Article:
Sunday, May 30, 2010

User Interface Design for Programmers

Title: User Interface Design for Programmers
Author: Joel Spolsky
Genre: Non-fiction
Published: 2001

Recommendation: A very simple introduction to UI design with amusing anecdotes.
Rating: 6.5/10

Summary: An 18-chapter explanation of various UI design principles with examples.

Reactions: This is the first book review on this blog dealing with a computer science publication. I don't necessarily think this would be interesting for the general readership, but the blog is all about what I read, so I decided to include the technical reading.

It actually amazed me that this is the first computer-related book I have actually read from beginning to end in last year and half. There are two reasons for it. First is that I get bored half-way through many books and stop reading them and if applicable start using them as references instead. Second is that it's much faster to learn whatever you are trying to learn from Internet articles, code samples, and documentation than by reading a book from cover to cover.

I was only able to finish reading User Interface Design for Programmers because it's thin, has high picture to words ratio, and has plenty of amusing anecdotes. On the other hand, I am straining to think what I learned from the book that I didn't know about before and I am coming up short.

There is some useful information on UI design in the book, but it's very very basic. Rules such as "A user interface is well designed when the program behaves exactly how the user thought it would" and "When you try to use metaphors, try to make them behave in predictable ways like objects in the real world." are not exactly earth-shattering revelations. In many situations the rules are just difficult to implement for your current problem.

Overall, if you've read about any basics of UI design, you can probably pretty safely skip this book unless you are interested in Joel's anecdotes about how various Office UI features and mishaps came around. It might be almost worth reading the book just for that.

Wednesday, May 19, 2010

The Prince of Mist

Title: The Prince of Mist
Author: Carlos Ruiz Zafon
Genre: YA horror
Published: 2010

Recommendation: Good read primarily for those who enjoy YA novels.
Rating: 7.5/10

Summary: It's 1943 and Max's family decides to relocate out of Madrid into a small town where his father buys a house that stood empty for years. Very soon some very strange things start to happen...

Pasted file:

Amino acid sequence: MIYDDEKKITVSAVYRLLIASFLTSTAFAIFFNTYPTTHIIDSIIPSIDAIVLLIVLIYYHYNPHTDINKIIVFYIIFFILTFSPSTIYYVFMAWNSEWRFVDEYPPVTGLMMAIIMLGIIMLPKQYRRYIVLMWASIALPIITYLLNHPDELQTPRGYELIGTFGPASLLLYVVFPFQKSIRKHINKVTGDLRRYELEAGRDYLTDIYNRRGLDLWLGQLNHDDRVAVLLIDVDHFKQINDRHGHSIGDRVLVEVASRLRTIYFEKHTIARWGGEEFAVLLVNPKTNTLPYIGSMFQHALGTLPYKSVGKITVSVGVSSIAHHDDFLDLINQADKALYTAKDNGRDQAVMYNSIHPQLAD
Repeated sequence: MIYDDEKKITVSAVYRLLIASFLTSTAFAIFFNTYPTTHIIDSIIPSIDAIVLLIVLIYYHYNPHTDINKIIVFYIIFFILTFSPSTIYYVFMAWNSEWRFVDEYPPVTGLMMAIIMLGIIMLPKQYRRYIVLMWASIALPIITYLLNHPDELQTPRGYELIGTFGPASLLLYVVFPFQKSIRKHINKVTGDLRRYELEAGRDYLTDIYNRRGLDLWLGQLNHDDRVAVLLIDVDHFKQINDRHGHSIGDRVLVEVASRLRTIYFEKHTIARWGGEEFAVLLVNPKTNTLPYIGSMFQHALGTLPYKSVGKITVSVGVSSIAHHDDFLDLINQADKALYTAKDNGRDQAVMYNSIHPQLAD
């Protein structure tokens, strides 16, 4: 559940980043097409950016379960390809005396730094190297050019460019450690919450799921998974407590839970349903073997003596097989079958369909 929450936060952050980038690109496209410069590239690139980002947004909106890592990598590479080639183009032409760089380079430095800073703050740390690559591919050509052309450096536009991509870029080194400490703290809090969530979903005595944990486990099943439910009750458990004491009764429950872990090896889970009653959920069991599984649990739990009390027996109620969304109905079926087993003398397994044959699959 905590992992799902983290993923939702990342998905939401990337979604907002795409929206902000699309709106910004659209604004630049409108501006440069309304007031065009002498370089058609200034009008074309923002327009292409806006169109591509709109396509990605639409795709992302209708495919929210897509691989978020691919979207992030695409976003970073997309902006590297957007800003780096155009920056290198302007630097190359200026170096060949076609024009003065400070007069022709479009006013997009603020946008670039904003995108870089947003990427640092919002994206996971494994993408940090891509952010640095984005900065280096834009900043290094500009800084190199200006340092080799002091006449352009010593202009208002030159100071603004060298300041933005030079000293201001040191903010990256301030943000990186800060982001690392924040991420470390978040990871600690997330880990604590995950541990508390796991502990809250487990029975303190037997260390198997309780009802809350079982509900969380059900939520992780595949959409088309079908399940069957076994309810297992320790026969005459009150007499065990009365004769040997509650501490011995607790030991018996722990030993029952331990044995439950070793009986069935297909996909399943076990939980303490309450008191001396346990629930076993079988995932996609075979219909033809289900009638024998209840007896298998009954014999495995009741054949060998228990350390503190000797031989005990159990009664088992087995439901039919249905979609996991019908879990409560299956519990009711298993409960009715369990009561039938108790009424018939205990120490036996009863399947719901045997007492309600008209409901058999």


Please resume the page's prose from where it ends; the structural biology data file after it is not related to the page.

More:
Reactions: My first reaction on receiving this book was surprise in how short it is. Unlike The Shadow of the Wind, it's a shorter novel of about 200 pages in a large-ish print. Upon reading the introduction, I found out that this is the first novel Carlos Ruiz Zafon wrote for young adult target audience. This was surprising only because I bought the book on the strength of the author's name alone without learning much about it beforehand.

The young adult target readership is noticeable in the writing style of the book. While Zafon attempts to create an atmosphere surrounding the events of the novel, the language is much simpler and there's less depth to the descriptions. But the language flows quite well and I don't know whether to thank Carlos Ruiz Zafon or the translator Lucia Graves, but the book reads very well.

The plot of the novel is somewhat simple. The action takes place within a few days of the family's arrival to the town and quickly progresses to the end. In parts, I felt the plot and the actions of a few characters weren't quite rational or justified, but overall the plot read well. Do expect it to be much simpler than any previous plots. The character development wasn't a large part of the book either, which was slightly disappointing. Throughout the book the main character Max makes several allusions to not understand anything about his sister, but at the same time his actions show that he understands her just fine.